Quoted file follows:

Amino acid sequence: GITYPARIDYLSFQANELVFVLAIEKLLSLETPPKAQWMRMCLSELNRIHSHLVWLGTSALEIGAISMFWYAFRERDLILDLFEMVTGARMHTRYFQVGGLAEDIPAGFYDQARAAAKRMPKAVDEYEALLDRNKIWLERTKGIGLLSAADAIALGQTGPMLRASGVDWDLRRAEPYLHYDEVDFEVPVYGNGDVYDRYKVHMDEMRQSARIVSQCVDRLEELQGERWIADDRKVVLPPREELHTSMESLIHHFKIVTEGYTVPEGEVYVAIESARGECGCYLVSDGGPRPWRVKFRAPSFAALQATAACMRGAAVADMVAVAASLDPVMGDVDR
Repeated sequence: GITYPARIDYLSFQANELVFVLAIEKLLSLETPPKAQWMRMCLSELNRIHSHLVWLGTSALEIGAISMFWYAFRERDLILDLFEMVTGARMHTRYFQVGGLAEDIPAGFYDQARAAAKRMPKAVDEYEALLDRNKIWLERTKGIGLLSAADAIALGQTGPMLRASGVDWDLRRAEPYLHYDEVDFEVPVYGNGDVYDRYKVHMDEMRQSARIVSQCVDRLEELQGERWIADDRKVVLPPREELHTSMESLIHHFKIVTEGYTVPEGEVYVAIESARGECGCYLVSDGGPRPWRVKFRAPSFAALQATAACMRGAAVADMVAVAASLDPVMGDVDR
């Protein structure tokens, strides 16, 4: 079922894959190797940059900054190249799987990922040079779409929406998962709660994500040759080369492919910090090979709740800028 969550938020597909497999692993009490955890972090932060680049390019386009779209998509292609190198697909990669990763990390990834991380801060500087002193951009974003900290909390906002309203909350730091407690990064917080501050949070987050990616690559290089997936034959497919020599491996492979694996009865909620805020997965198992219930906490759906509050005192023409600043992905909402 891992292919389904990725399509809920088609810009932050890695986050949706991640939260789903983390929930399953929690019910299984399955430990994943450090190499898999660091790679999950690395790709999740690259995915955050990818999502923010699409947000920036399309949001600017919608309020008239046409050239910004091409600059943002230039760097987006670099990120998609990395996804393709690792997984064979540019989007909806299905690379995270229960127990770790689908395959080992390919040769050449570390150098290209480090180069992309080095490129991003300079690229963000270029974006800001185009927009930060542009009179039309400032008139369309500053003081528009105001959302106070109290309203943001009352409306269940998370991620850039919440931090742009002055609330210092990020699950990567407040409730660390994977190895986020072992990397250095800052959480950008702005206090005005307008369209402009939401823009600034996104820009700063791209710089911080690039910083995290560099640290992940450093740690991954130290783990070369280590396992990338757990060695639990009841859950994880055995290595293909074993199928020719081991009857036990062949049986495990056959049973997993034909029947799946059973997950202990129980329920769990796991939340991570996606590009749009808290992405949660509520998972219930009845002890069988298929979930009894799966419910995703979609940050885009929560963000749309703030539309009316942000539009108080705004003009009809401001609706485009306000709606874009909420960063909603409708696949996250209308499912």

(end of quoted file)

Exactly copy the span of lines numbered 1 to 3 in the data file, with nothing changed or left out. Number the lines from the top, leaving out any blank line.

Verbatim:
Amino acid sequence: GITYPARIDYLSFQANELVFVLAIEKLLSLETPPKAQWMRMCLSELNRIHSHLVWLGTSALEIGAISMFWYAFRERDLILDLFEMVTGARMHTRYFQVGGLAEDIPAGFYDQARAAAKRMPKAVDEYEALLDRNKIWLERTKGIGLLSAADAIALGQTGPMLRASGVDWDLRRAEPYLHYDEVDFEVPVYGNGDVYDRYKVHMDEMRQSARIVSQCVDRLEELQGERWIADDRKVVLPPREELHTSMESLIHHFKIVTEGYTVPEGEVYVAIESARGECGCYLVSDGGPRPWRVKFRAPSFAALQATAACMRGAAVADMVAVAASLDPVMGDVDR
Repeated sequence: GITYPARIDYLSFQANELVFVLAIEKLLSLETPPKAQWMRMCLSELNRIHSHLVWLGTSALEIGAISMFWYAFRERDLILDLFEMVTGARMHTRYFQVGGLAEDIPAGFYDQARAAAKRMPKAVDEYEALLDRNKIWLERTKGIGLLSAADAIALGQTGPMLRASGVDWDLRRAEPYLHYDEVDFEVPVYGNGDVYDRYKVHMDEMRQSARIVSQCVDRLEELQGERWIADDRKVVLPPREELHTSMESLIHHFKIVTEGYTVPEGEVYVAIESARGECGCYLVSDGGPRPWRVKFRAPSFAALQATAACMRGAAVADMVAVAASLDPVMGDVDR
């Protein structure tokens, strides 16, 4: 079922894959190797940059900054190249799987990922040079779409929406998962709660994500040759080369492919910090090979709740800028 969550938020597909497999692993009490955890972090932060680049390019386009779209998509292609190198697909990669990763990390990834991380801060500087002193951009974003900290909390906002309203909350730091407690990064917080501050949070987050990616690559290089997936034959497919020599491996492979694996009865909620805020997965198992219930906490759906509050005192023409600043992905909402 891992292919389904990725399509809920088609810009932050890695986050949706991640939260789903983390929930399953929690019910299984399955430990994943450090190499898999660091790679999950690395790709999740690259995915955050990818999502923010699409947000920036399309949001600017919608309020008239046409050239910004091409600059943002230039760097987006670099990120998609990395996804393709690792997984064979540019989007909806299905690379995270229960127990770790689908395959080992390919040769050449570390150098290209480090180069992309080095490129991003300079690229963000270029974006800001185009927009930060542009009179039309400032008139369309500053003081528009105001959302106070109290309203943001009352409306269940998370991620850039919440931090742009002055609330210092990020699950990567407040409730660390994977190895986020072992990397250095800052959480950008702005206090005005307008369209402009939401823009600034996104820009700063791209710089911080690039910083995290560099640290992940450093740690991954130290783990070369280590396992990338757990060695639990009841859950994880055995290595293909074993199928020719081991009857036990062949049986495990056959049973997993034909029947799946059973997950202990129980329920769990796991939340991570996606590009749009808290992405949660509520998972219930009845002890069988298929979930009894799966419910995703979609940050885009929560963000749309703030539309009316942000539009108080705004003009009809401001609706485009306000709606874009909420960063909603409708696949996250209308499912």